The Ebay Eco-Home 2.

The Ebay Eco-Home 2.

A fortnight ago I blogged about a very unusual house I’m helping to build for Mark, and old friend of mine.

Most of the work at Mark’s place is being done by Ed, a Polish worker who lives in a caravan on-site and is something of a Polymath.

He can lay bricks, do carpentry, electrics, plumbing and wiring, as well as welding, fixing cars and pretty much anything else practical. He has even built a wood-burning boiler on site from bits of scrap metal lying about. It heats the hot water and central heating for the entire site, but emits a lot of smoke!


Was there anything he couldn’t do? I was determined to catch him out, but didn’t manage it till I got to fixing computers. No, he could’t do that, it needs to be something tangible and physical that he can see.

When I arrived he was busy on the ‘lounge’. This room on it’s own measures 10.5 metres squared – as big as most houses! He had already raised the existing industrial metal-sheath roof by about 18 inches. A team including Mark and some of his workers from the scrapyard fabricated a new steel support for the ridge (apex) of the roof. They improvised it from three massive steel columns from an old warehouse, which they cut down and re-welded. Then two immense I-beams spanned the columns to form the ridge and support the wooden rafters. There was no structural engineer to specify sizes, but no problem as it was totally over-engineered and never going to fail. So professional fees saved… The materials were free too, had been lying about the scrap-yard for years waiting for the right use…

Then the roof eaves needed raising, and Ed lifted the principle rafters one-by-one with a car-jack, then supported them on 4 x 4 wooden columns about 2.4 metres apart. Then he infilled the spaces between with sub-rafters and massive quantities of foam and fibreglass insulation.

Having done that he went to work on the walls, a combination of block, natural stone, and bits of an industrial refrigeration plant (more on that next week!)


My first job was to build the windows on two sides of the lounge. Mark wanted them made from reclaimed wood that would also be very durable. I spent a couple of days sourcing this. Finding somewhere that could supply and mill wasn’t easy but eventually we settled on TR Demolition in Bristol who had pitch-pine from a Victorian warehouse in 10 x 6 beams, and could mill them down to 4 x 3 mullions and 6 x 2 sills.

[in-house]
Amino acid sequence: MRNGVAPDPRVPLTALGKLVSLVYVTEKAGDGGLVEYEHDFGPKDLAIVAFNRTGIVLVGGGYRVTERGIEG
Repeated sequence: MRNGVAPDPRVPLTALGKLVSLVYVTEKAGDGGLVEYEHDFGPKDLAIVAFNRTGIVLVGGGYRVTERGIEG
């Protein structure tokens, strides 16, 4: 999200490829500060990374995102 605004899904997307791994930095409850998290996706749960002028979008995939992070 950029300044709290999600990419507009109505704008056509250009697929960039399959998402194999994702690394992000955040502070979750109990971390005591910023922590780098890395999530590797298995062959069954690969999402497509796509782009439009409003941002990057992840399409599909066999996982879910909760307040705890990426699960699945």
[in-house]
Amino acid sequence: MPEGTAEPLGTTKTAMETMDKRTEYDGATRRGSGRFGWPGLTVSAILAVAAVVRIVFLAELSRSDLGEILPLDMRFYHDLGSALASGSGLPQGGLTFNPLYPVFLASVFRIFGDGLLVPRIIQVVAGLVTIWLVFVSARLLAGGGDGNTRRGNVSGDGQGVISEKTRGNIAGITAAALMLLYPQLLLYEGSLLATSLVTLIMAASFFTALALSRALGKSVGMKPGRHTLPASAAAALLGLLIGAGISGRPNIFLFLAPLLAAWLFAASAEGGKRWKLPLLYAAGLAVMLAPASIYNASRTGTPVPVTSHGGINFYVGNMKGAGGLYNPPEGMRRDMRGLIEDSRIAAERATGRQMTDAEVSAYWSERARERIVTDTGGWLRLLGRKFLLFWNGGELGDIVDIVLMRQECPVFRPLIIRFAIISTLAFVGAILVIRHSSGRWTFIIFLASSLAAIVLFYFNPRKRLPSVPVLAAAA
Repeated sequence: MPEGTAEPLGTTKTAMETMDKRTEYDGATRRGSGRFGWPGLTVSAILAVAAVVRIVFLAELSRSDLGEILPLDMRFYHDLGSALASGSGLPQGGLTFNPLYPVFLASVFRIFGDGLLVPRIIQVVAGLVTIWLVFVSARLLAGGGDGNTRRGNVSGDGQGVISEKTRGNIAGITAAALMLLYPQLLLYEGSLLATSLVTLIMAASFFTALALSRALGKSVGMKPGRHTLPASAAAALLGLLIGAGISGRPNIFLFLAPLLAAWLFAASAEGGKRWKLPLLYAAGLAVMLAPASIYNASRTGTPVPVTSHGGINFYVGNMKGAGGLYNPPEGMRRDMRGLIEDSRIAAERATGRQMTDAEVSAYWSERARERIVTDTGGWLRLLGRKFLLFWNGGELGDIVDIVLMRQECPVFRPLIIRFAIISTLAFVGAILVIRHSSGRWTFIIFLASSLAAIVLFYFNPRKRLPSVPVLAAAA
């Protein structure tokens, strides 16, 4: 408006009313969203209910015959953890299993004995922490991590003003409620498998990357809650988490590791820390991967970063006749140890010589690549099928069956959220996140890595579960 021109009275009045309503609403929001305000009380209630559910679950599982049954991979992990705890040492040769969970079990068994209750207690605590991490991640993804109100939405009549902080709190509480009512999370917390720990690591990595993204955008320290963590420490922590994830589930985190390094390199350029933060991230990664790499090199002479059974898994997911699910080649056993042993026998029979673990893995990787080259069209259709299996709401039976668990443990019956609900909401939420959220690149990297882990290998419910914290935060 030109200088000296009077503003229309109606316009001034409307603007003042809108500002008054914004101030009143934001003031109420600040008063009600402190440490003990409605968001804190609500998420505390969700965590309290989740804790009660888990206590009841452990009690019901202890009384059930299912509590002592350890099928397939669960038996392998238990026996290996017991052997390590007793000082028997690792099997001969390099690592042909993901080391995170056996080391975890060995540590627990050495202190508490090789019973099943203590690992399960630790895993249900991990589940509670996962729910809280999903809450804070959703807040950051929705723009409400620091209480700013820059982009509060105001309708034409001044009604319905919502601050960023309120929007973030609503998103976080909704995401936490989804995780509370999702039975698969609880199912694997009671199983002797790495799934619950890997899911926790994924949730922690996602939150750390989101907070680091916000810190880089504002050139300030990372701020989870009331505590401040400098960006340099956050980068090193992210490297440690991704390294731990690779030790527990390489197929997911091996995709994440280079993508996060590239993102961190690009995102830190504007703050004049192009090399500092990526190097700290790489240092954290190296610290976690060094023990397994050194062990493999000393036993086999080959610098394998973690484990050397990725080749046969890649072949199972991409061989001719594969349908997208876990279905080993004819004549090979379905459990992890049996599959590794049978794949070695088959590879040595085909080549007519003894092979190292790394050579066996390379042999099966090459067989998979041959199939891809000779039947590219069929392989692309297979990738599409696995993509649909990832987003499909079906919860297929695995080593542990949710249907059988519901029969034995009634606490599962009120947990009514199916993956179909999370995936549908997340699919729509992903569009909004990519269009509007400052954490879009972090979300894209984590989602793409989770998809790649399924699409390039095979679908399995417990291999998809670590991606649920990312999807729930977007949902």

As the building used to be a glassworks there were hundreds of double-glazed units about the place, but all in different sizes and shapes, as well as thicknesses. Mark wanted the windows made of these mis-matched units, and of course there were no drawings, so I had to improvise! But wasn’t he concerned that they’d all be misaligned and different heights and widths? “Nope, it’ll look like a Mondrian painting!” came the reply.

I found about 20 units of similar height. Unfortunately they were all a bit taller than was ideal (1.8 metres), so I’d have to cut the top rails down. I’d intended to keep them very thick in case they had to support the roof. Then I subdivided the units into sets the right width to match each of the walls and the door openings. It was a real jigsaw but somehow it came together with minimal infill panelling. The only thing I couldn’t avoid was having Ed’s roof-support posts in the middle of the glass. This is where not having an architect shows. It would have been designed out from the start, but at extra cost. But it’s only a problem if you decide it’s a problem. It doesn’t show from the outside and if Mark decides he wants the posts removed later, the roof can be carried by the windows. I purposely made the mullions very thick to be strong enough to carry the roof, and even though I’d cut the heads thinner than planned, a support could be improvised of steel along the top rails to carry the weight.

More details next week


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